Terrel Bell, the President-elect's choice for secretary of education, will come to office at a time of profound problems within the American system of education. Not least of these is a deterioration of the public schools. Before him will stand, among others, the challenging question: Is the United States government prepared to support a strong, efficient, free public school system as the indispensable foundation of a democratic, representative society? Or, frustrated by the multitude of problems plaguing the elementary and secondary public schools, will it join the movement of those urging the use of public monies to aid private, including church- related, schools?
We believe strongly it must opt for the former.
Ronald Reagan's position is clear. The President-elect has long supported a voucher plan or tuition tax-credit bill "so that parents of children attending nonpublic schools will be better able to fulfill their obligation to make certain that children get the kind of education parents want." The obvious concern is that youngsters be given that educational and moral training parents deem best. Mr. Bell, a Mormon, is also said to believe that parents' wishes should take precedence in the education process.
No one can quarrel with the right of parents to send their children to private schools. That is a free choice. But should they then be allowed to withhold their support of the public school system? We think not. Beside the constitutional question of separation of church and state raised by the use of public funds for religious-oriented schools, lies the broad moral issue of a society's collective responsibility for bringing up its citizenry. Many public schools already are in deep financial trouble. If the more affluent members of society not only elect to send their children to private schools but are permitted to deduct the expenses of these from tax obligations, the free school system could face disaster.
Far-reaching implications will have to be carefully thought through by the new administration. What happens to the strength and character of society when it becomes stratified? The public schools -- in which the vast majority of children are enrolled -- have traditionally been a kind of glue helping to unify disparate economic, religious, and other segments of society. What if the public schools become largely the repository for the new non-English-speaking (mainly Hispanic) immigrants coming into the US in larger and larger numbers? Or if they are too weak and poor to serve these newcomers? How, then, will the immigrant children be brought into the American mainstream? Social critics already warn of the dangers of a growing fragmentation of US society.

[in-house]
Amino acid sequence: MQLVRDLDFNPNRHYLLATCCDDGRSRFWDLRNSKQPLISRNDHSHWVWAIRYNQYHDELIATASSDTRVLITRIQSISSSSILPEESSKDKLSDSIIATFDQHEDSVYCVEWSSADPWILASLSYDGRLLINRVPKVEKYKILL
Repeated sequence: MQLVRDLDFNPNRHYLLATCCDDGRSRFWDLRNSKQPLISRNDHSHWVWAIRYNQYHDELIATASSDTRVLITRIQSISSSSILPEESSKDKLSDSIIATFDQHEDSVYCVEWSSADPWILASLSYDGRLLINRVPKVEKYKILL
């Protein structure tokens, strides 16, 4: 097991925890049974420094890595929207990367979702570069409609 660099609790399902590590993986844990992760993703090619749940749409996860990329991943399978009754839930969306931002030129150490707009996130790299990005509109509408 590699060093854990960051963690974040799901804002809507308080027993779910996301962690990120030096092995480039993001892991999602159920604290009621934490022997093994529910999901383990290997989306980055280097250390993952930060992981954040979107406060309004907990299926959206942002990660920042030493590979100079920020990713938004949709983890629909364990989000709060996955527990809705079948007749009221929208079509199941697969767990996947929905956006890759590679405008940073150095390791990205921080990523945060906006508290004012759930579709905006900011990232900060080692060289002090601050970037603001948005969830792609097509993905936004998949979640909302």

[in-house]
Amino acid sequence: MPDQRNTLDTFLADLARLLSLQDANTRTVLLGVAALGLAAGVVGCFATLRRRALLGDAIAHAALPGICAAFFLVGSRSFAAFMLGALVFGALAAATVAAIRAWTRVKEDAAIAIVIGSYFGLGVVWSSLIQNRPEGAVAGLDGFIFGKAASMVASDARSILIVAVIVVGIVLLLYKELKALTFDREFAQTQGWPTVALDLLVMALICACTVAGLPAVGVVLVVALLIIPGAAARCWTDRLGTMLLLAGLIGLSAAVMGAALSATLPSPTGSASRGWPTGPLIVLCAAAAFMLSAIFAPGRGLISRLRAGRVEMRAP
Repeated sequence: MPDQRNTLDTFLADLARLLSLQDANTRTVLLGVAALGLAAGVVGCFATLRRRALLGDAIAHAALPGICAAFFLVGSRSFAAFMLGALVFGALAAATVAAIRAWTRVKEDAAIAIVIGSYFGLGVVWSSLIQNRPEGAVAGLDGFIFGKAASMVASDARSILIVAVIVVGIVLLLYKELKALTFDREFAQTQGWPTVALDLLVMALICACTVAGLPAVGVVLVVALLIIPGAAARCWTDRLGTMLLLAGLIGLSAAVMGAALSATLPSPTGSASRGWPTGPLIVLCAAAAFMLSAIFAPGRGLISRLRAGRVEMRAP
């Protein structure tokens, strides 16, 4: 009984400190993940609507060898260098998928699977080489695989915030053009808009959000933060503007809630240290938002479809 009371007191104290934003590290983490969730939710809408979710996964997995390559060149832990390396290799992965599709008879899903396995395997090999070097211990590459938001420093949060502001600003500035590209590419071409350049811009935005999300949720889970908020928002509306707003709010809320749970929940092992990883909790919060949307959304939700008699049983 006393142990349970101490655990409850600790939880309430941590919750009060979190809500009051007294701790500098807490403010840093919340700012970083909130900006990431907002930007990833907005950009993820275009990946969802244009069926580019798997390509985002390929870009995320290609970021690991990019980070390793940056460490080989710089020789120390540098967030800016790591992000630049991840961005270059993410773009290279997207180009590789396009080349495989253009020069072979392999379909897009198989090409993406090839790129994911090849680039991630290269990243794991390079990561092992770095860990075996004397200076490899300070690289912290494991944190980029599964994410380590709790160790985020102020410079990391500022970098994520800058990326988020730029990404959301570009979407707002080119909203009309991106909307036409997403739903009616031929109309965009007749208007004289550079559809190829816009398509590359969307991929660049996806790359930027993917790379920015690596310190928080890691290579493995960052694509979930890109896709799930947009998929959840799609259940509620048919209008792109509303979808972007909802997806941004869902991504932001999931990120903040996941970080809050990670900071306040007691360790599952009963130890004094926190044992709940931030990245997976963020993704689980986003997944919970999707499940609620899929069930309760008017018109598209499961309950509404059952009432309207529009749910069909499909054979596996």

One could go on with other arguments -- the risk of creating a costly bureaucracy and of government control if a voucher program were instituted, for example. But the point we would stress today is that the new administration would be wise to approach the public- school as well as other burning educational issues with a lack of preconceptions. The whole field needs fresh thinking with a view to the nation's long-range needs. We find it hard to resist the argument that, instead of helping to emasculate the public schools -- admittedly often beset by violence, truancy, poor teaching, and other problems -- the federal government should be seeking ways to help states reverse these destructive trends and to make the public schools the solid centers of learning they should be, even if more and more children choose to attend private institutions.
In this connection Mr. Bell was sensible to withhold judgment also on the new Department of Education. Mr. Reagan favors abolishing it. From the start we, too, opposed its formation, and we continue to believe that the federal stress ought to be on prodding the states to live up to theirm constitutional obligations. It is not Washington but the 50 individual states that bear the responsibility for education. Yet dismantling the department now, and perhaps setting up an independent "agency," might be perceived as a downgrading of education at the very time it needs to be enhanced in the public consciousness. A thoughful look is in order before s till another organizational change.